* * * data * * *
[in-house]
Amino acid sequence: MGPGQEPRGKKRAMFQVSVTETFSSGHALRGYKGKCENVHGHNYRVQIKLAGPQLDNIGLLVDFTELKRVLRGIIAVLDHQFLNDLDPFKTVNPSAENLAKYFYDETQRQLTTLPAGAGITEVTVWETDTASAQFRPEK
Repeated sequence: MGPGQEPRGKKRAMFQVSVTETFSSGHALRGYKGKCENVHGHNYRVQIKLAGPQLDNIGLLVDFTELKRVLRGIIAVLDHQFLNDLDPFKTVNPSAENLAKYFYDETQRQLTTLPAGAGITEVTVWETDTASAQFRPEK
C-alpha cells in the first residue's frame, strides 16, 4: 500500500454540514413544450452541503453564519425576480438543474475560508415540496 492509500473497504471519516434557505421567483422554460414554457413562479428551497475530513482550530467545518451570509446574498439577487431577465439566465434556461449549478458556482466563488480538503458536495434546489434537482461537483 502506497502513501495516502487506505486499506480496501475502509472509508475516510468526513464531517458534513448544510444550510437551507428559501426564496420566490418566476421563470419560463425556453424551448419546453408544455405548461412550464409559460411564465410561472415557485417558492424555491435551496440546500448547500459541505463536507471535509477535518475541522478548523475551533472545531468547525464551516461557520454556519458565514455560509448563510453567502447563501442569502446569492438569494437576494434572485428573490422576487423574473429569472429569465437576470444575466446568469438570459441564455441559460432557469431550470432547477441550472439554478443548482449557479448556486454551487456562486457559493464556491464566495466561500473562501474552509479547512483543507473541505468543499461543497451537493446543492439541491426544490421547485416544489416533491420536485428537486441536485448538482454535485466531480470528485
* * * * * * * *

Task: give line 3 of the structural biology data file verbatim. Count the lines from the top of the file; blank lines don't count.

Repeated sequence: MGPGQEPRGKKRAMFQVSVTETFSSGHALRGYKGKCENVHGHNYRVQIKLAGPQLDNIGLLVDFTELKRVLRGIIAVLDHQFLNDLDPFKTVNPSAENLAKYFYDETQRQLTTLPAGAGITEVTVWETDTASAQFRPEK